Map Out Content in Advance

“Winging it” on social media may work for personal accounts, but is not going to fly for a brand. For a professional, business account, it needs to be planned out to show your brand’s best. Create a content calendar with ideas slotted 30, 60, and 90 days out if you’re able to (much like you would on an email marketing calendar). If you’re just starting out, it will take a little while to get to this level— but this should be your end goal to strive towards. 

Have a quarterly team meeting with your team to discuss upcoming events and content that you may be unaware of that needs to be promoted. 

Potential content calendar ideas:

  • Promotional initiatives (Friends & Family sales, Flash Sales, etc.)
  • Specific products that need to be pushed (i.e. tons of inventory that needs to sell!)
  • Holidays that are important to your followers 
  • Trends and Product Groupings that need to be highlighted 
  • Product feature highlights (Made by hand in Italy? Waterproof material? Let your followers know!)
  • In-store events for your local followers (Get the space filled!)
  • Brand news (Keep them current and in the know!)

Everyone on the team is likely to have input on content ideas– from the sales team to designers– so you should definitely use them as a resource to start mapping out your content calendar!

A few great tools and resources to help your social media planning are Tailwind, Later, and Planoly. These tools help you schedule and layout your social media plans in advance instead of constantly staring at your phone. You can monitor when posts are sending, the best times to post, and you can see how the grid will look once it is posted in advance. 

Below, I’ve created a FREE Content Calendar Worksheet that will help you outline your social media content as you go. It’s super helpful to have readily available at these meeting so everyone can have a visual of timing and placements. Download yours now!


Research Strategic Hashtags

To help social media users find your account, hashtags are super important because it brings new traffic to your page. By using categorized or themed hashtags as a tool, social media users searching through the specific category are more likely to find you. When you use hashtags that are relevant to your brand and post, you’re attracting followers that would actually want to find your content– and may turn this audience into longterm followers and customers. Make sure the hashtags you select are relevant and have a large following so you can bring in more traffic!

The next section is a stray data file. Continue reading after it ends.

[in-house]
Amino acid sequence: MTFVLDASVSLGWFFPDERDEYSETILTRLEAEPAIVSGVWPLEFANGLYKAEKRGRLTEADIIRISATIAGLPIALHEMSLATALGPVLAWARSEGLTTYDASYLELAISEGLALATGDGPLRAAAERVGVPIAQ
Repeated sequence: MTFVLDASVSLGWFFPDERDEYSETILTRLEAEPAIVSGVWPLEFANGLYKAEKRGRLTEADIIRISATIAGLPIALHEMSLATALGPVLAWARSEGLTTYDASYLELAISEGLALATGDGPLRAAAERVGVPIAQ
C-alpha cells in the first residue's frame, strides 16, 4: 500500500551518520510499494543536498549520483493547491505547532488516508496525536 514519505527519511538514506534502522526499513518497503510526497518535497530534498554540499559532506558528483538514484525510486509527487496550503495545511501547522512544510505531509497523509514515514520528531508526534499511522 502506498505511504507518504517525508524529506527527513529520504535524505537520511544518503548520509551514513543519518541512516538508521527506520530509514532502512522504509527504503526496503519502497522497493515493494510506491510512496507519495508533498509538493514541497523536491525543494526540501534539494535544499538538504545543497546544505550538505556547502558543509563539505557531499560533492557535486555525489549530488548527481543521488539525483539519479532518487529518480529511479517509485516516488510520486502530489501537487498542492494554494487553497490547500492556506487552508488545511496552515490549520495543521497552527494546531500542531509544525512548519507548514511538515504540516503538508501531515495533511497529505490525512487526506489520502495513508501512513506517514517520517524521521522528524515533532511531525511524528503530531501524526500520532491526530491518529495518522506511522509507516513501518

don’t forget to…

Regularly Check in with Your Followers

The best and most simple way to connect with your target audience is by engaging with them through the comments and follow your own hashtags. When someone writes a comment on your post, respond! It’s as simple as that. Answer their questions and chat with them using the brand’s tone of voice. Instead of giving them radio silence, a brand that communicates and connects is more likely to have its followers come back for more interactions and brand loyalty. 

If your brand’s specific hashtag is used on followers’ post (#yourbrandname, for example), comment on their post! You’ll find more often than not your fanbase will be tickled by this and will cause them to engage more with your brand. Take a few minutes out of your day to check in on your brand’s hashtag to see if people have been tagging or writing about you. A few minutes of your day responding to these posts can create lifetime followers.

It’s normal…

Be Ready to Shift Content Around Often!

Social media strategies are shifting nonstop– so be prepared to make quick changes on your accounts. Know what’s going on with your brand and the social climate, and be ready to implement adjustments as needed. Although you’ll be prepared with a planned out calendar, it’s okay if things change. Being in tune with what’s going on in the world is more important and your followers will notice. 

Social media is a lot of work, but with the right planning tools and strategies behind it at the start, you’ll be set-up for a successful path. Know that juggling social media and another role is a big undertaking, but it is doable. Keep your team in the loop if you need a hand with content. Sometimes it helps to throw around creative caption ideas. If you map out the roles of team members, create a photo library to pull from, put in the research and planning for post timing, use relevant hashtags and engage with your followers, you’ll be on the right path to grow your audience and maintain branding excellence!

Has social media been added to your workload recently? How have you been handling the transition? Let me know in the comment section! 

hi there, I'm blaire!

I’m an expert at marketing & entrepreneurship, and completely obsessed with helping business owners transform their dreams into booming success stories. Sometimes it just takes an extra set of hands and another person’s perspective to make the business magic happen. Contact me today and let's talk shop!